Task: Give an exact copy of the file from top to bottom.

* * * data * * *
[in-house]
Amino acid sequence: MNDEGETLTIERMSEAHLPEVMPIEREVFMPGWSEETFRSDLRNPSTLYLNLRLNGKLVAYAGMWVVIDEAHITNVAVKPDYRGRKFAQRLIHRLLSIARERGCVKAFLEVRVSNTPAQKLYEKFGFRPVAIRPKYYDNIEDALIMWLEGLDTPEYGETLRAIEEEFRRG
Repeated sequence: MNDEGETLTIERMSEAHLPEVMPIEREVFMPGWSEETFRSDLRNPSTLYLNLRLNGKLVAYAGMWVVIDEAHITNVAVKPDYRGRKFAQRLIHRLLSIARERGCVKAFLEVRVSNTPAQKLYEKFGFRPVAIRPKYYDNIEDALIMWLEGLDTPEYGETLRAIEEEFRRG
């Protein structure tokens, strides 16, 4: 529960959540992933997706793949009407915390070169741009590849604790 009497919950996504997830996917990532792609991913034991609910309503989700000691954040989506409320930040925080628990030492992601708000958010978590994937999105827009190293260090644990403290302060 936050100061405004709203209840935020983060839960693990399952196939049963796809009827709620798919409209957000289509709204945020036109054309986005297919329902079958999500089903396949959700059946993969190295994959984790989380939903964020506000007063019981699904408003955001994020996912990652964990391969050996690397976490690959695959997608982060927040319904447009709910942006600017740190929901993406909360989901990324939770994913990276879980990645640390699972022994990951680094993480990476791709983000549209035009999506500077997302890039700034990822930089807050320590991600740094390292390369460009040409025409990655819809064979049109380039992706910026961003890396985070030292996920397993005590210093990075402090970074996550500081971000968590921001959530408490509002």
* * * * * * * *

[in-house]
Amino acid sequence: MNDEGETLTIERMSEAHLPEVMPIEREVFMPGWSEETFRSDLRNPSTLYLNLRLNGKLVAYAGMWVVIDEAHITNVAVKPDYRGRKFAQRLIHRLLSIARERGCVKAFLEVRVSNTPAQKLYEKFGFRPVAIRPKYYDNIEDALIMWLEGLDTPEYGETLRAIEEEFRRG
Repeated sequence: MNDEGETLTIERMSEAHLPEVMPIEREVFMPGWSEETFRSDLRNPSTLYLNLRLNGKLVAYAGMWVVIDEAHITNVAVKPDYRGRKFAQRLIHRLLSIARERGCVKAFLEVRVSNTPAQKLYEKFGFRPVAIRPKYYDNIEDALIMWLEGLDTPEYGETLRAIEEEFRRG
């Protein structure tokens, strides 16, 4: 529960959540992933997706793949009407915390070169741009590849604790 009497919950996504997830996917990532792609991913034991609910309503989700000691954040989506409320930040925080628990030492992601708000958010978590994937999105827009190293260090644990403290302060 936050100061405004709203209840935020983060839960693990399952196939049963796809009827709620798919409209957000289509709204945020036109054309986005297919329902079958999500089903396949959700059946993969190295994959984790989380939903964020506000007063019981699904408003955001994020996912990652964990391969050996690397976490690959695959997608982060927040319904447009709910942006600017740190929901993406909360989901990324939770994913990276879980990645640390699972022994990951680094993480990476791709983000549209035009999506500077997302890039700034990822930089807050320590991600740094390292390369460009040409025409990655819809064979049109380039992706910026961003890396985070030292996920397993005590210093990075402090970074996550500081971000968590921001959530408490509002």